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Kaeshiwaza - Counter Techniques

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Sankyo Counter

Reference: Sankyo

The first two Basic Counters are just movement very similar to the Basic Counters for Ikkyo. They do not assume any error on Uke's part. In the Basic Counters Nage just moves better than Uke. In the later examples Uke has made a mistake that makes the counter possible.

Example 1, Sankyo Irimi Basic Counter.

Movie of the Sankyo Irimi basic counter.

Fig. 1 1st Irimi Step Fig. 2 2nd Irimi Step Fig. 3 Rounding Corner Fig. 4 Parry Strike

  1. Fig. 1 shows the start with Uke on the left holding Nage's right hand in a Sankyo position. This is posed to show the counter and Uke has already taken Uke's 1st Irimi Step.
  2. In Fig. 2 Uke takes the 2nd Irimi Step and Nage moves with Uke and slightly ahead of Uke. Uke has not made any mistakes. Nage has just moved better.
  3. In Fig. 3, as Nage rounds the corner Nage drops and steps out extending Uke and taking control of the movement. This is why it is so important to have control of one's partner when throwing and the partner is rounding the corner.
  4. Fig. 4 shows Uke striking at Nage's face with a Sankyo strike and Nage's left hand has parried and grabbed the strike in an Arm Down grip. This is possible because Nage has reversed Uke's lead and taken Uke's balance. Technique is not important here. Movement is the issue. Many techniques are possible.

    Fig. 5 1st Tenkan Step Fig. 6 2nd Tenkan Step Fig. 7 Gather Fig. 8 Finish

  5. Fig. 5 shows the end of Nage's 1st Tenkan Step as Nage comes in for the Arm Down.
  6. Fig. 6 shows the end of Nage's 2nd Tenkan Step. Nage is in the Tornado Twist bringing Uke down.
  7. In Fig. 7 Nage's left leg has gathered in to get more extension.
  8. In Fig. 8 Nage's right leg has stepped out and Nage has completed the squat to finish the arm down.

Example 2, Sankyo Tenkan Basic Counter.

Movie of the Sankyo Tenkan basic counter.

Fig. 9 1st Tenkan Step Fig. 10 2nd Tenkan Step Fig. 11 Rounding Corner Fig. 12 Parry Strike

  1. Fig. 9 shows the start with Uke on the right holding Nage's right hand in a Sankyo position. This is posed to show the counter and Uke has already taken Uke's 1st Tenkan Step.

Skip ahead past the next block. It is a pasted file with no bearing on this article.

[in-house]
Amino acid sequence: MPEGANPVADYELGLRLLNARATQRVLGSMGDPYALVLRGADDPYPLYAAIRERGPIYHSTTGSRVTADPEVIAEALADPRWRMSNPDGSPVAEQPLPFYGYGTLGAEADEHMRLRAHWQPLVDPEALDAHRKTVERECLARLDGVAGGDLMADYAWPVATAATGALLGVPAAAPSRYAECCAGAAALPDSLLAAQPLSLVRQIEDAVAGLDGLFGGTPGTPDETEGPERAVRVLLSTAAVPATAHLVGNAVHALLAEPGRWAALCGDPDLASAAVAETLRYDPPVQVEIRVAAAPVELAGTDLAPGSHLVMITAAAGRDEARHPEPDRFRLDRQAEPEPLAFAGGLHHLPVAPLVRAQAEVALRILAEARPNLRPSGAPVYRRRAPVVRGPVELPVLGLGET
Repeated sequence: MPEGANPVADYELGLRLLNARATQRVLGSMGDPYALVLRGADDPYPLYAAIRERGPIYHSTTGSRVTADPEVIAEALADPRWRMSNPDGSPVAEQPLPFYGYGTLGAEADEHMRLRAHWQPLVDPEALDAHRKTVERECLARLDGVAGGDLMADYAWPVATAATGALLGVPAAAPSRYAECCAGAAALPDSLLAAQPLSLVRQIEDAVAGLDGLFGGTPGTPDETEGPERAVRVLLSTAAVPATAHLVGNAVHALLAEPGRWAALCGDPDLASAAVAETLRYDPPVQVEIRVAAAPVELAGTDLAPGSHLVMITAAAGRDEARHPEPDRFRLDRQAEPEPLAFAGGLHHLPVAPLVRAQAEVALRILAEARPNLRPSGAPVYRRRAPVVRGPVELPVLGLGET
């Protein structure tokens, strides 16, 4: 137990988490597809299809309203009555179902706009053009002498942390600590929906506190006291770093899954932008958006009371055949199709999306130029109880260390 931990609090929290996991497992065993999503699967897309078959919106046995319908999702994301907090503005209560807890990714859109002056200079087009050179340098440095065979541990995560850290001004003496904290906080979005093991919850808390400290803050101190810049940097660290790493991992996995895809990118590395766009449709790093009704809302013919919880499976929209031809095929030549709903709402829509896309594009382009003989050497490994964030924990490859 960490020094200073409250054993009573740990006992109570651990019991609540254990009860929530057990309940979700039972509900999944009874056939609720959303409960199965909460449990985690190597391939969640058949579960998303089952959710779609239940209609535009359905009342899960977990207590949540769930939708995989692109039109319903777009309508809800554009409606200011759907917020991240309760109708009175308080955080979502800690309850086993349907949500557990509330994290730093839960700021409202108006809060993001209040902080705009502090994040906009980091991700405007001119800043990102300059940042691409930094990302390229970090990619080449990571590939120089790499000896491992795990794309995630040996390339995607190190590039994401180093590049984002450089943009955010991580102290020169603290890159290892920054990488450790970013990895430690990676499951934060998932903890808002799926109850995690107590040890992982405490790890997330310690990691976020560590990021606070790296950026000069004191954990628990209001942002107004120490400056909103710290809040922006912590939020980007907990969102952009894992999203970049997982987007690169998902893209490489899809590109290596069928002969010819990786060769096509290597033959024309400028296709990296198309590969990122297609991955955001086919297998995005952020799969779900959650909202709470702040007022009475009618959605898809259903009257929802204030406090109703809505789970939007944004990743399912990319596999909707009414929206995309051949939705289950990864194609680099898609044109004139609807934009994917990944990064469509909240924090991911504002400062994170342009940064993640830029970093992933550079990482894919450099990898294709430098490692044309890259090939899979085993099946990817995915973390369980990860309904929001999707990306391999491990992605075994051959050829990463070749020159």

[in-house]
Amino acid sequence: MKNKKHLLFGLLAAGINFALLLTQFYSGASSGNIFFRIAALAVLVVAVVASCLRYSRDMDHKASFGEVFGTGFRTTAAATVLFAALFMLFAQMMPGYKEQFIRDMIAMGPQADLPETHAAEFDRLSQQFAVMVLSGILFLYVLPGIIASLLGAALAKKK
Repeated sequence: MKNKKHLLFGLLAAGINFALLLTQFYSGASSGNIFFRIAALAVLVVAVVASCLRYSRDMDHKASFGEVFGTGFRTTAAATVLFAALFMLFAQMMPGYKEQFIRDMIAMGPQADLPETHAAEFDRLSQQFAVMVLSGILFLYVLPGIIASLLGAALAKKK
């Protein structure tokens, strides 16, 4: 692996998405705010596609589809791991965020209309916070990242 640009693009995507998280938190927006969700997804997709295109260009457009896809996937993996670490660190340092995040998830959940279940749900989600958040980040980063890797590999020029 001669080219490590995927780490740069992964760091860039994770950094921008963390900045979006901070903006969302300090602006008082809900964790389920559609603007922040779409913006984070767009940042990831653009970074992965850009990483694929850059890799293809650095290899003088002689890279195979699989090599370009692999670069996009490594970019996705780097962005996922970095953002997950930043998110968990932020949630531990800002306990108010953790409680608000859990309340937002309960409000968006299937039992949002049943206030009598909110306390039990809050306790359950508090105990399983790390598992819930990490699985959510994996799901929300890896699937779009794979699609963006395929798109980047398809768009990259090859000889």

2. In Fig. 10 Uke takes the 2nd Tenkan Step and Nage moves with Uke and slightly ahead of Uke. Uke has not made any mistakes. Nage has just moved better.
  3. In Fig. 11, as Nage rounds the corner Nage drops and steps out extending Uke and taking control of the movement. This is why it is so important to have control of one's partner when throwing and the partner is rounding the corner.
  4. Fig. 12 shows Uke striking at Nage's face with a Sankyo strike and Nage's left hand has parried and grabbed the strike in an Arm Down grip. This is possible because Nage has reversed Uke's lead and taken Uke's balance. Technique is not important here. Movement is the issue. Many techniques are possible.

    Fig. 13 1st Tenkan Step Fig. 14 2nd Tenkan Step Fig. 15 Finish

  5. Fig. 13 shows the end of Nage's 1st Tenkan Step as Nage comes in for the Arm Down.
  6. Fig. 14 shows the end of Nage's 2nd Tenkan Step. Nage is in the Tornado Twist bringing Uke down.
  7. In Fig. 15 Nage has completed the squat to finish the Arm Down.

Example 3, Sankyo Shoulder Out Counter.

Movie of the Sankyo shoulder out counter.

Fig. 16 Sankyo Up Fig. 17 Strike Fig. 18 Falling Fig. 19 Down

  1. Fig. 16 shows the start with Uke on the left holding Nage's right hand in a Sankyo Up position. There are several problems with the technique but the important problem is that Uke's shoulder is not close to Nage's body. When Uke's body is not in the proper position Nage's right elbow can drop down allowing Nage to counter Uke. Uke usually makes this mistake because Uke steps away from Nage to twist Nage's wrist inflicting pain to control Nage. This is poor technique because it does not effectively control Nage's body. It will just break Nage's arm and is hard on Nage in class. This twisting also makes Uke vulnerable to the counter attack shown here.
  2. In Fig. 17 Nage delivers an upward Kuta Punch to Uke's right arm. At the same time Nage's right elbow snaps down bringing Nage's right hand near Nage's chest as usual with a Kuta Punch. At the same time Nage's right foot steps back to create an Ikkyo Tenkan movement.
  3. In Fig. 18 Nage is falling from the Ikkyo.
  4. Fig. 19 shows Uke down. Depending on the situation Nage might use one of several different techniques for this counter.

Example 4, Sankyo Drop Hand Counter.

Movie of Sankyo drop hand counter.

Fig. 20 Sankyo Up Fig. 21 Drop Hand Fig. 22 Strike

  1. Fig. 20 shows the start with Uke on the left holding Nage's right hand in a Sankyo Up position. There are several problems with the technique but the important problem is that Nage can move Nage's right hand down.
  2. In Fig. 21 Nage starts to spin away from Uke and Nage's right hand drops down.
  3. In Fig. 22 Nage strikes Uke in the head.

Example 5, Sankyo Raise Hand Counter.

Movie of the Sankyo raise hand counter.

Fig. 23 Start Fig. 24 Strike Fig. 25 Under Arm Fig. 26 Cut Down

  1. Fig. 23 shows the start with Uke on the left holding Nage's right wrist.
  2. Fig. 24 shows Uke stepping in and striking towards Nage's face in preparation for going under Nage's arm for the Sankyo Up. Nage parries the strike.
  3. In Fig. 25 Uke is going under Nage's arm by raising Nage's hand rather than squatting down. Uke's technique has several flaws but this is the critical flaw here. This flaw is very common.
  4. Fig. 26 shows Nage making a Tenkan type movement sweeping Uke down as Uke raises Nage's hand and tries to go under Nage's arm.

5. Fig. 27 shows Uke on the mat at the end of Nage's Arm Down movement.

Fig. 27 Finish

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Last Update 5/12/2009